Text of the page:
The factory and the machine shop, the social club, and the fraternal organization also find it much to their advantage to have immediately at hand a small, well-chosen collection of books changed often enough to prevent their becoming stale.
The rapid and extensive changes in school curricula and the modern methods of teaching, most of which imply considerable use of material outside the textbook, make the school library more than ever an essential part of a school. The rural and small town schools, no less than the schools in the large cities, need fresh books in their libraries. In most cases the funds available for this purpose are inadequate. The traveling library sent by a library commission, a department of education, or other central agency can fill this need better and at less expense than the local school board. It can supply the books needed to supplement the standard books, the reference books, and the supplementary readers and textbooks which the school must have as a permanent part of its equipment. In many cases, the traveling library will show whether or not the desired book is really needed permanently.
Practically every well-devised scheme of educational extension, whether lyceum movement, university extension, study club, correspondence course, Chautauqua movement or Sunday school, has recognized the need of a small library to conserve and amplify the results of the instruction. The traveling library has demonstrated its value in these cases. It has made it possible for the educational work to be varied in subject. It has enabled the ambitious student to go far beyond the limits of the lecture or the prescribed textbook. It has made true Thomas Carlyle's statement, "The true university of these days is a collection of books."
Many pioneer settlers who migrated from the eastern states to Kansas lacked books. These settlers were missing the literary societies, lyceums, and libraries that Kansas lacked. Many people traveled miles to attend lyceums or listen to debates. Literary societies were viewed as just as essential as having a church. Women’s clubs began forming in a number of settlements. Women’s clubs filled the void for intimate friendships and provided educational opportunities. Women’s clubs in the east also worked to prevent disease, elevate ignorance, and fight poverty. Western women settlers thought one of their roles was to civilize or reform the new society they were forming in Kansas. In February 1897, activist and leader of a women’s club, Lucy Johnston helped develop a system of traveling libraries in Kansas after she heard about a traveling library in Ohio. Lucy Johnston stated, “…I thought if we could have a few books, donated by the women who had plenty, we might in some way get them carried out to the women who had none.” A fellow leader stated it was a brilliant idea and Johnston was appointed the head of the traveling library project in Kansas. The Kansas traveling libraries goals were to re-create the literary culture that was left behind in the eastern states. It was revealed in letters that at the beginning of the traveling libraries program, many women stated that they yearned for books. This limited access to books was also experienced further west. By 1904, clubwomen were credited for the establishment of traveling libraries in at least 31 states.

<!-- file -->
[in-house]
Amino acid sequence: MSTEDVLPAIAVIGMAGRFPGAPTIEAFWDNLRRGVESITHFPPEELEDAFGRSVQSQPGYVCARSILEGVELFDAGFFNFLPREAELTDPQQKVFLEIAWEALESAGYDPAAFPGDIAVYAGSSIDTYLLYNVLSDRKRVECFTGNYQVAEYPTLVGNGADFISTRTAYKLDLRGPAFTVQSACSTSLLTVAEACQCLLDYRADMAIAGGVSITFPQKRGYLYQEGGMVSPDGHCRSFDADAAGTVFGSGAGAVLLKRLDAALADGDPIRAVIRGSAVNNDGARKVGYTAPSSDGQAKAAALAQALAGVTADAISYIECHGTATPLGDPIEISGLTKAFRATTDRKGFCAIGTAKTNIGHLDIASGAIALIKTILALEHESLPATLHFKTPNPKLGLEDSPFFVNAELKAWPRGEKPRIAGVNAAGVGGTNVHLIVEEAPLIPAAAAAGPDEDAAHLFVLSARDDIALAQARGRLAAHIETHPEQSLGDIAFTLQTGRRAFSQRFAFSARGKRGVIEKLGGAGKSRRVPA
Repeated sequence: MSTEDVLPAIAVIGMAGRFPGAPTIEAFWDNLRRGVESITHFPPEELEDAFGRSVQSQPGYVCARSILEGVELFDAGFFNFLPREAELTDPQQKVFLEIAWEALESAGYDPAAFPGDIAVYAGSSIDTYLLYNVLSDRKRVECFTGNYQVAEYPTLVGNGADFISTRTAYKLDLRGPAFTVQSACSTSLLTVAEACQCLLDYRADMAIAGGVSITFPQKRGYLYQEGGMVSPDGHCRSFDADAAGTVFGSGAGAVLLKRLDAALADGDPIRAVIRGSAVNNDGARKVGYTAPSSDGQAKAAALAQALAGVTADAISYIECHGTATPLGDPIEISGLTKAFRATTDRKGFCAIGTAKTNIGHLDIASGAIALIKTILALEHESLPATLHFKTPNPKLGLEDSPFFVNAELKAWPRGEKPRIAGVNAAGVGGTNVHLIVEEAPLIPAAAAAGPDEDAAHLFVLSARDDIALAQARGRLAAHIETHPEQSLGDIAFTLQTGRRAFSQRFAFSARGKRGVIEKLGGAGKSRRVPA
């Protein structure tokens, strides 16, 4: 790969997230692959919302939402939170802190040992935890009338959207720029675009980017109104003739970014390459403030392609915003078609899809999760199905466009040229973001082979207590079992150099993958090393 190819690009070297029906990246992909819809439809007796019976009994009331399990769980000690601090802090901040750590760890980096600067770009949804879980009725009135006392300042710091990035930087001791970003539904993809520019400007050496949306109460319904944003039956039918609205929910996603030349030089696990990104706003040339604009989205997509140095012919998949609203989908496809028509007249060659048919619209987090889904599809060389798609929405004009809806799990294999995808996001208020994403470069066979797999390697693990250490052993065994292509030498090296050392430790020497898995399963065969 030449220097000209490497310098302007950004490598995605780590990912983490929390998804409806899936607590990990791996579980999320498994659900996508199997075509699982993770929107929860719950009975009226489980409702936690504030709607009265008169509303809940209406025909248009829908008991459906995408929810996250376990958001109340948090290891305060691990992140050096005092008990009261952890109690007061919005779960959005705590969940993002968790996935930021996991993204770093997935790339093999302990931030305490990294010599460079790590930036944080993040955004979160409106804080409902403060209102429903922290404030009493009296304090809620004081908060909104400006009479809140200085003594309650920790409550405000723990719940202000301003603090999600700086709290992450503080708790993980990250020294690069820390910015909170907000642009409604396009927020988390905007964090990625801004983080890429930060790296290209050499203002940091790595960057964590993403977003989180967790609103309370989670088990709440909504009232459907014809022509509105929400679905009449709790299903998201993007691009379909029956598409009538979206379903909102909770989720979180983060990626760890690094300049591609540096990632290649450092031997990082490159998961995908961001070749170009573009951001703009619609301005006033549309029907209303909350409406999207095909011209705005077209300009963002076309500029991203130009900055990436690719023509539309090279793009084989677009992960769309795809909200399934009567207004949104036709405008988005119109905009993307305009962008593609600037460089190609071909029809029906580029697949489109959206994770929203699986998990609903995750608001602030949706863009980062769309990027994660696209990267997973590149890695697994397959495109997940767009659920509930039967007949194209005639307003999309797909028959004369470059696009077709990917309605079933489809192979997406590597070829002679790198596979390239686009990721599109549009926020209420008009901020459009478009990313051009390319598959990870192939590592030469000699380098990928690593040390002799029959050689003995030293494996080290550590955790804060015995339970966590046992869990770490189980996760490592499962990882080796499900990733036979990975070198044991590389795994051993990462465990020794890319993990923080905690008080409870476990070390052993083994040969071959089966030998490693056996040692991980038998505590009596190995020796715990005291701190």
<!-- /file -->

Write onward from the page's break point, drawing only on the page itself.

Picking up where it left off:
Another pioneer of traveling libraries was Lutie Stearns. Stearns is credited with starting more than fifteen hundred traveling library stations, as well as helping to organize thirty county cooperative library systems and one hundred fifty permanent library buildings in Wisconsin from 1895-1914. She often hand delivered the traveling libraries to both farm and industrial communities herself, traveling by stagecoach, train and even sleigh. Stearns was inspired to create a traveling library system in Wisconsin after attending Melvil Dewey’s American Library Associate presentation about the traveling library system he founded in New York. She believed that everyone should be able to have access to books regardless of age, gender or economic status. Her traveling libraries were sent to rural areas for up to six months at a time before they were replaced with new collections. Most of the collections were meant for general public use, however there were special collections made specifically for places such as orphanages, lumber camps and sanatoriums in addition to foreign language collections. Each traveling library was made up of thirty, fifty or one hundred volumes that were kept in an enclosed bookcase with a record book of loans, copies of the library rules, blank borrowing sheets and everything needed to setup the library wherever it was needed. Many of the traveling libraries were kept in farmhouses, railway stations, small stores and post offices. The information collected from the libraries helped to inform Stearns how to improve and grow the traveling library collections for the future.
Another type of traveling library is a box or small bookcase containing small books for the use of a traveler. Believed to be one of the first versions of the traveling library is the 17th-century Jacobean traveling library. The beautifully crafted wooden case created to house a miniature book collection was most likely commissioned by lawyer, and member of Parliament, William Hakewell in 1617 as New Year's gift for a friend. According to the University of Leeds, Shaped in the form of a large book, the case houses 50 smaller books, creating a portable, traveling library.
There are further examples in the collections of Leeds University Library, the British Library (Sir Julius Caesar's travelling library), the Huntington Library and the Toledo Museum of Art, Ohio.